The next National Defense Strategy, scheduled for release next month, must spell out “what are we going to do; when are we going to do it; and who’s going to do it,” the former civilian chief of Pentagon acquisition said Wednesday.
Ellen Lord, speaking at an Atlantic Council online forum, said the secretary of defense should say, “these are the types of scorecards I want to see.” This way, the strategy would have set “actual goals … to bring this NDS to life,” she said.
While expecting the strategy to be evolutionary, rather than revolutionary, former CIA Director David Petraeus said he – like Lord – is concerned about implementation. “What happens on Capitol Hill when it comes to procurement” as the NDS goes through the authorization and appropriations processes, the retired Army general asked rhetorically.
Lord added later that while the key is technology in the strategy, the Pentagon itself has to examine how it goes through its Planning, Programming, Budget and Evaluation, or PPBE, process to ensure it’s meeting the NDS’s goals before it sends acquisition requests to Congress.
“There has to be more substance” to the document to make it work with allies, who are asking “where’s the beef,” retired Marine Corps Gen. James Cartwright said. He said a “simple thing we can do” is share artificial intelligence advances with them. He suggested devising a tiered metric for AI similar to the one the Society of Automotive Engineers, or SAE International, has for car manufacturers.
Later, he added that by sharing unprocessed AI data with “all our allies, we bring diversity and scale” to counter powers like China and Russia that they cannot match.
“The time is now to lean forward” in sharing technologies with allies, as is being done with the agreement between Australia, the United Kingdom and the United States, or AUKUS, “so we can build interoperable systems,” said Lord.
But Petraeus offered a word of caution. “There is an enormous gulf between the United States and everyone else” in terms of defense spending and technology “and it has grown” over the last two decades, he said.
Noting several times that the U.S. has encouraged European allies to spend more on their own defenses against an aggressive Russia, the fact is “NATO cannot act without the U.S.,” which was evident in the pullout from Afghanistan, and that would be the case in Ukraine as well if the crisis there escalates. Russia in recent weeks has amassed troops on its border with Ukraine.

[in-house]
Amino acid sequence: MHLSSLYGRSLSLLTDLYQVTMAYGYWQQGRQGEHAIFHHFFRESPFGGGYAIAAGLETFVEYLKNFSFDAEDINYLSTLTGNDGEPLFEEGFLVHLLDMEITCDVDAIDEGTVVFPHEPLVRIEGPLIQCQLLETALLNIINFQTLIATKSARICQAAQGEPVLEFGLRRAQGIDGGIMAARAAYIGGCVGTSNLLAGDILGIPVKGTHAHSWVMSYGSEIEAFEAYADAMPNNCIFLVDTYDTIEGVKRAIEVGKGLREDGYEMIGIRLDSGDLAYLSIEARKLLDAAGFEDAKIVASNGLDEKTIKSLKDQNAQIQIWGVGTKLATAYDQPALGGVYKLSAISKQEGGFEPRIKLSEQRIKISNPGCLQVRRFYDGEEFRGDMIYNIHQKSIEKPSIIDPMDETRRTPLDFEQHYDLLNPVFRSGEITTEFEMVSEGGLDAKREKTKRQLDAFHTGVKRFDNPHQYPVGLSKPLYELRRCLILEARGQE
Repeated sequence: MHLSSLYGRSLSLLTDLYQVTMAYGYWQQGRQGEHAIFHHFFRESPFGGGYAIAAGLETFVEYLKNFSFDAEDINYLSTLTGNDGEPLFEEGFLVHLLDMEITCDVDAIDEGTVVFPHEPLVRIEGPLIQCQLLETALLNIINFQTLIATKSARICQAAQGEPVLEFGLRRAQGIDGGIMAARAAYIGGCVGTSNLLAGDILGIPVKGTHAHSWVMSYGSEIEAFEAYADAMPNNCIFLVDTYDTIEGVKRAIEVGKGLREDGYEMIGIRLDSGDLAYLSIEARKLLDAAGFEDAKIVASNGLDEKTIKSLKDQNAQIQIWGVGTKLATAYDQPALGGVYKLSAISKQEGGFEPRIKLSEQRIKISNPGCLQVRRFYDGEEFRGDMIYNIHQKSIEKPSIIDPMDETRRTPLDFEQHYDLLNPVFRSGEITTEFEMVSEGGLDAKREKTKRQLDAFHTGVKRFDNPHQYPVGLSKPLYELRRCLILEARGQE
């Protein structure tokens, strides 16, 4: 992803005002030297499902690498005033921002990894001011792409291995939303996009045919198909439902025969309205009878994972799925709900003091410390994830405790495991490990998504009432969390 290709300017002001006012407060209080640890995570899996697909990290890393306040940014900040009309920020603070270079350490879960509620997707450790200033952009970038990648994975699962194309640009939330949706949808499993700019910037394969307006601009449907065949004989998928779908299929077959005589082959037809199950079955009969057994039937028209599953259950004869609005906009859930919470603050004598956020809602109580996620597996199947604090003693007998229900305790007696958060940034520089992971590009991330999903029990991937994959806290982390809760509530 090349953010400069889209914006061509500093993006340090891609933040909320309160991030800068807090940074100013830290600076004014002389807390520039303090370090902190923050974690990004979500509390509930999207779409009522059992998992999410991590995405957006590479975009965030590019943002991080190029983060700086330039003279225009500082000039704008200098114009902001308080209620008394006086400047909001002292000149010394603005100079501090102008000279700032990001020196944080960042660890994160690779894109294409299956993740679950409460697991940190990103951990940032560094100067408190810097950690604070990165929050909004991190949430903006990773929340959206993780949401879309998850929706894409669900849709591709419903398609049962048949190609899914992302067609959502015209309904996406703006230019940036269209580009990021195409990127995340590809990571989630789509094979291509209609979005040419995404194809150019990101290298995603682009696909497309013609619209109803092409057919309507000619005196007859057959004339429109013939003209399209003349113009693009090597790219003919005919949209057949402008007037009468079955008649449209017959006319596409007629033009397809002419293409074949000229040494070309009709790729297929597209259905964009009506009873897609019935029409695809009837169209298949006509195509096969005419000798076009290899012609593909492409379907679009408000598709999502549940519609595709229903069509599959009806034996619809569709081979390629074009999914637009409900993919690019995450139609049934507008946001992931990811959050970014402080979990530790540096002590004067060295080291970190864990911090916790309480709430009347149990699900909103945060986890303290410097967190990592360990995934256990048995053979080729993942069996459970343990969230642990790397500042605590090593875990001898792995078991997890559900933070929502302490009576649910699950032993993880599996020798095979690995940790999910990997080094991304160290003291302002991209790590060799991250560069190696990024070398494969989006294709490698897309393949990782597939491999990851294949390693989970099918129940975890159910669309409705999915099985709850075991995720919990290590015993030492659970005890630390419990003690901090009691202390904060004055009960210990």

The Europeans “are very much on the peacekeeping end of things,” like Bosnia, he said.
As for future agreements like AUKUS, Lord said “it all comes back to capability” in buying systems from allies. Questions that should be posed in these transactions, as is done with domestic suppliers, include “do they have cyber secure networks” and “can those weapons systems not be hacked when in use?”
A former vice chairman of the Joint Chiefs of Staff, Cartwright added “we’re going to have legacy systems for the next 30 years” in America’s inventory. If the Pentagon can’t bring these systems to a mid-level tier, “you ought to divest it” to invest in the future.
Lord and Cartwright also emphasized speed down to the millisecond in building defense systems using AI and space-based and cyber platforms and networks. Assessing potential great power enemies, Cartwright said, “they’re not going to give us a geographic place to attack.”
An acquisition goal should be to get a weapons system “in the hands of a warfighter to experiment with,” Lord added, “this isn’t a flight checklist… give everyone a little breathing room.”
All agreed that the strategy has to include allies in a meaningful way.
“Consultation, consultation, consultation,” Petraeus said, as NATO heads into negotiations with Russia. This reflects the variety of approaches among the 30 members as to how to tackle an issue as tricky as Ukraine.
Cartwright said, “consultation is number 1. … Number two is sharing” of knowledge. The U.S. needs to have “the wherewithal to say ‘I can do this, I can’t do that.’”